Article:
where J_f is the Jacobian Ideal of f: the ideal generated by the partial derivatives of f inside the local ring \mathcal{O}_{\mathcal{U},0} of germs of holomorphic functions at 0 (which is isomorphic to the ring of convergent power series in n+1 complex variables).  

I don’t have it in me now to include examples, but I’ll update this post later on (after I’ve actually slept) with some good ones.  

For a closing comment, some reassurance that this all is ACTUALLY useful:

Theorem(Topological Invariance) [Le-Tessier]

For a reduced hypersurface, the homotopy type of the Milnor fiber is an invariant of the local, ambient, topological type of the hypersurface.  That is, if f,g : (\mathcal{U},0) \to (\mathbb{C},0) are two reduced complex analytic function germs such that (V(f),\{0\}) is homeomorphic to (V(g),\{0\}), then there exists a homotopy-equivalence \alpha : F_f \to F_g such that \alpha commutes with the respective monodromy automorphisms.  

Note that, when 0 is an isolated critical point, this implies that the Milnor number is ALSO an invariant of the local, ambient, topological type of the hypersurface at the origin.  

 

Stay tuned.  

“The” Milnor Fibration, and Why-You-Should-Care.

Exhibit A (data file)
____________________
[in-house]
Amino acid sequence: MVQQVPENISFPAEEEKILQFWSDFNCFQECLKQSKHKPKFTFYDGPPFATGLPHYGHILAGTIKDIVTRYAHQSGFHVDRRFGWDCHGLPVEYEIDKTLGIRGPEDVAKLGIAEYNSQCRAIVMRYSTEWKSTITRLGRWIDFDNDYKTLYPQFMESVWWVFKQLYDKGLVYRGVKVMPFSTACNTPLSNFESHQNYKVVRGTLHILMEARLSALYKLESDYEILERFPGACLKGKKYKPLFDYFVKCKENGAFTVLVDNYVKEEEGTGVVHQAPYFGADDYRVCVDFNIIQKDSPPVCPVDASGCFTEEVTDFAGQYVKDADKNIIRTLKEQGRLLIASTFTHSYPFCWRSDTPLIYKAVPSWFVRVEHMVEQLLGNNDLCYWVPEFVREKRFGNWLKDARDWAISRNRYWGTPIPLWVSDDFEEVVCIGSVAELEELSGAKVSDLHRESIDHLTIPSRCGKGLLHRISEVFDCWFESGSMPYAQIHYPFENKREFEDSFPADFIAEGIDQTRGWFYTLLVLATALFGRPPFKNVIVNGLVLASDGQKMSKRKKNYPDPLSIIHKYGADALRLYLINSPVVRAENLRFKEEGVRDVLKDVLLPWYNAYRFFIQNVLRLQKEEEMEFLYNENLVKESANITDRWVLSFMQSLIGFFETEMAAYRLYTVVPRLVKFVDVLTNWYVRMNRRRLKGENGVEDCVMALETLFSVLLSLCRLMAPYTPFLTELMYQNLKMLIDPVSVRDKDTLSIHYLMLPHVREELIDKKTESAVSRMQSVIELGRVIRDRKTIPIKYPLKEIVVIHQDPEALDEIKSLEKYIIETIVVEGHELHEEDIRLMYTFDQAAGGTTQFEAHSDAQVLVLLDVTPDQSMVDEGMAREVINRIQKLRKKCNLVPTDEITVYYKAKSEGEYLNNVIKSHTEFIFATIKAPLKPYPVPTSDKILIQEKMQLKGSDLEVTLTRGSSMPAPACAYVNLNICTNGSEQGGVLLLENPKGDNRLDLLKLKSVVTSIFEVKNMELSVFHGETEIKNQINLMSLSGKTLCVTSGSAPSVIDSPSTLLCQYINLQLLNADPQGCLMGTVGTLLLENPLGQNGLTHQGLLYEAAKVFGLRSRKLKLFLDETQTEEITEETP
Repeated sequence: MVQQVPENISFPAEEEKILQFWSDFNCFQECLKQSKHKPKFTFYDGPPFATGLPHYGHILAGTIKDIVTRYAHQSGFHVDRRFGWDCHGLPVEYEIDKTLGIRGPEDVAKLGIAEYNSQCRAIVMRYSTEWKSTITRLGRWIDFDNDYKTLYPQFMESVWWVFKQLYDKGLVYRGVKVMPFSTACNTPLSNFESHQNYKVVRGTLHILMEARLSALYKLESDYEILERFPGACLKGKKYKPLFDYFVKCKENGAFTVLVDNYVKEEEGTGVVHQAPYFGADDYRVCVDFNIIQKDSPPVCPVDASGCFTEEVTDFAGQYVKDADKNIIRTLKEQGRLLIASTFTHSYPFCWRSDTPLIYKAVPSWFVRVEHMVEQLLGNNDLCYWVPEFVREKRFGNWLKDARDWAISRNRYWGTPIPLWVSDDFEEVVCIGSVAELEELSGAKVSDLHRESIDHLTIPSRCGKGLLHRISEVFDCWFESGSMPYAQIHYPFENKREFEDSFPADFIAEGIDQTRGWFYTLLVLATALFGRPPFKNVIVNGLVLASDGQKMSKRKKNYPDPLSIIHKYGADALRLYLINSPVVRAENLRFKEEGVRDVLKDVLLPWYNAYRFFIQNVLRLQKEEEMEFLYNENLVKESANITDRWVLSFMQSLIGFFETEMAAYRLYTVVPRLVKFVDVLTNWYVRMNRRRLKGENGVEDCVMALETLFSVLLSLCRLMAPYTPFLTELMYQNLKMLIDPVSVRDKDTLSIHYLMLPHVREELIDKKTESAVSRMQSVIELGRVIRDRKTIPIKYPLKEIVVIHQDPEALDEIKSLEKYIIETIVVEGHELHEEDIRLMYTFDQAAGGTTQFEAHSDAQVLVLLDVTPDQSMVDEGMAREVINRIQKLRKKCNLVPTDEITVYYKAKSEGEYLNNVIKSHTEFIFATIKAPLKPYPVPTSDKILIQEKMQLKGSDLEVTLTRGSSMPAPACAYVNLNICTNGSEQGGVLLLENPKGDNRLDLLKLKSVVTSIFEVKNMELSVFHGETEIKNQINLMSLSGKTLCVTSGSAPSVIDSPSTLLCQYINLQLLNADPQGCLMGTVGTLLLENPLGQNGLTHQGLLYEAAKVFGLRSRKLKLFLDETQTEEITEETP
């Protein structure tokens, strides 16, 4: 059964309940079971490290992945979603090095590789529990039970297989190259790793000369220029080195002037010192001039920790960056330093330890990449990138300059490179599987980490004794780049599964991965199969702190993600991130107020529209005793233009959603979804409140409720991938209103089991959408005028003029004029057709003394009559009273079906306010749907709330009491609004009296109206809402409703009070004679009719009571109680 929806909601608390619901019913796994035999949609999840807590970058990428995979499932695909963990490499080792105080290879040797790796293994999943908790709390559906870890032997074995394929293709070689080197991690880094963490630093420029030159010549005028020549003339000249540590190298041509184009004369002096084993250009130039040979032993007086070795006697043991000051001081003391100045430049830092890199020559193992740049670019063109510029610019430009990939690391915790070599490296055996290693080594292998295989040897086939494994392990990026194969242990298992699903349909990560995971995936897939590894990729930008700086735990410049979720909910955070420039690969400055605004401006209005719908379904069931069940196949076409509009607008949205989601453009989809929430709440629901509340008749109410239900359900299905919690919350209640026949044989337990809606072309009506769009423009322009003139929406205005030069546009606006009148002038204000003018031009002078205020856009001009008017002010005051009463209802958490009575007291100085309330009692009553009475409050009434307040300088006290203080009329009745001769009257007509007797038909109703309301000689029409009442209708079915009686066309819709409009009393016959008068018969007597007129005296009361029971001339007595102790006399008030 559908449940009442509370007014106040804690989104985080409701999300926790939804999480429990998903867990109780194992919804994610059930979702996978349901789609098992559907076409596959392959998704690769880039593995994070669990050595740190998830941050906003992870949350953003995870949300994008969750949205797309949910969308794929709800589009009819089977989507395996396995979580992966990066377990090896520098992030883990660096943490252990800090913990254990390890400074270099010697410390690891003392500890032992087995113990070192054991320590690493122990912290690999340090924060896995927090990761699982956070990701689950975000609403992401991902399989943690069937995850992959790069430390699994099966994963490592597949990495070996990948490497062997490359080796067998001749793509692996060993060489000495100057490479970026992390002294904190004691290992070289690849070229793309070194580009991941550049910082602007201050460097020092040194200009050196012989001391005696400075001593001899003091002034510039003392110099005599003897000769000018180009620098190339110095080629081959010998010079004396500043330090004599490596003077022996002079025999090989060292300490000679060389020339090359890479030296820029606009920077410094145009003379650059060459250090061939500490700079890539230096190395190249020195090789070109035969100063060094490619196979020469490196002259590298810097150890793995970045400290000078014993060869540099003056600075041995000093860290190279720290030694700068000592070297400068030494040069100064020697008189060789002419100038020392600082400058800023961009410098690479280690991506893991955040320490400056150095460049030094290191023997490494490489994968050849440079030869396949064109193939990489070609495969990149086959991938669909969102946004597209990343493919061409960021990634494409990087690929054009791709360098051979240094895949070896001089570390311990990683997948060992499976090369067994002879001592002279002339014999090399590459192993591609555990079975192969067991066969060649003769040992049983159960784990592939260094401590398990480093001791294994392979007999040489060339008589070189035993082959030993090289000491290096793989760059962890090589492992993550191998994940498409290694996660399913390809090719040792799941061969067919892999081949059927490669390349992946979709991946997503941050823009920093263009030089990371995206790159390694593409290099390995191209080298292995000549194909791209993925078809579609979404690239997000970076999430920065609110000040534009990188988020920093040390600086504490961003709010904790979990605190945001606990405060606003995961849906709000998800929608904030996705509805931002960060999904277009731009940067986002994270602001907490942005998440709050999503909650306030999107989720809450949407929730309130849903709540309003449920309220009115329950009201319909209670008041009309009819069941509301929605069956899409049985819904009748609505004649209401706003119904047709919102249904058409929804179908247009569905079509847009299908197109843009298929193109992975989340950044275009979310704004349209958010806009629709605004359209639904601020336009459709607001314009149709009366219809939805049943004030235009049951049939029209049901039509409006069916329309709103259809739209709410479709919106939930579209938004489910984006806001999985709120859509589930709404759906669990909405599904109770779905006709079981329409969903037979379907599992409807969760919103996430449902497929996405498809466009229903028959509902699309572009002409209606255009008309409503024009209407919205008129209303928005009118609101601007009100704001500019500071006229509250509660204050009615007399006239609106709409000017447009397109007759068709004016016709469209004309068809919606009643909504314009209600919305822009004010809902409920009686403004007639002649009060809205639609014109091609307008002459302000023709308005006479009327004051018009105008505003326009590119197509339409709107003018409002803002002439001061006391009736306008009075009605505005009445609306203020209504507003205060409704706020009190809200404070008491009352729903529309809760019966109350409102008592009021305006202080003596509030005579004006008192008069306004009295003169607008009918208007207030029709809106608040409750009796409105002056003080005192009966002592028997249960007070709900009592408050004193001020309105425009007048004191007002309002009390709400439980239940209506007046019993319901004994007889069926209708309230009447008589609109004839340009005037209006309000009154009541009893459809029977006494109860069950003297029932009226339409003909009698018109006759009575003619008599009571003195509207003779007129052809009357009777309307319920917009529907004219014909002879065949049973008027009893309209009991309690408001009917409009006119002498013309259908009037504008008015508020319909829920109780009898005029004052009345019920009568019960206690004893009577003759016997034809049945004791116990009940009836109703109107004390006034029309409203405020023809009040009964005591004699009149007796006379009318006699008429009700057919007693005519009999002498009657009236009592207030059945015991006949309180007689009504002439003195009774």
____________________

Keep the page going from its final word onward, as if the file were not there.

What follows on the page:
I’m back!  After a long period of laziness, I’m back.  Mainly, because the past week, I’ve been kicking myself in the ass for losing basically all my notes over the past few months, and I have to present at the math department’s new seminar in singularity theory.  Aren’t I smart?

The topic?  A really useful technique/object used to study the topology of (complex) analytic spaces, called the Milnor fibration.  The reason for the quotes in the title is simple: there are several objects and manifold manifestations of this so-called “Milnor fibration.”  Hence, I’ll do my best to introduce “the” main idea, and hopefully walk both myself and whatever readers are out there through its different forms.

Let’s start simple, with an innocent question:  “Given a complex analytic hypersurface Y in a complex manifold M, and a point p \in Y, how does Y ‘sit inside’ M at p?”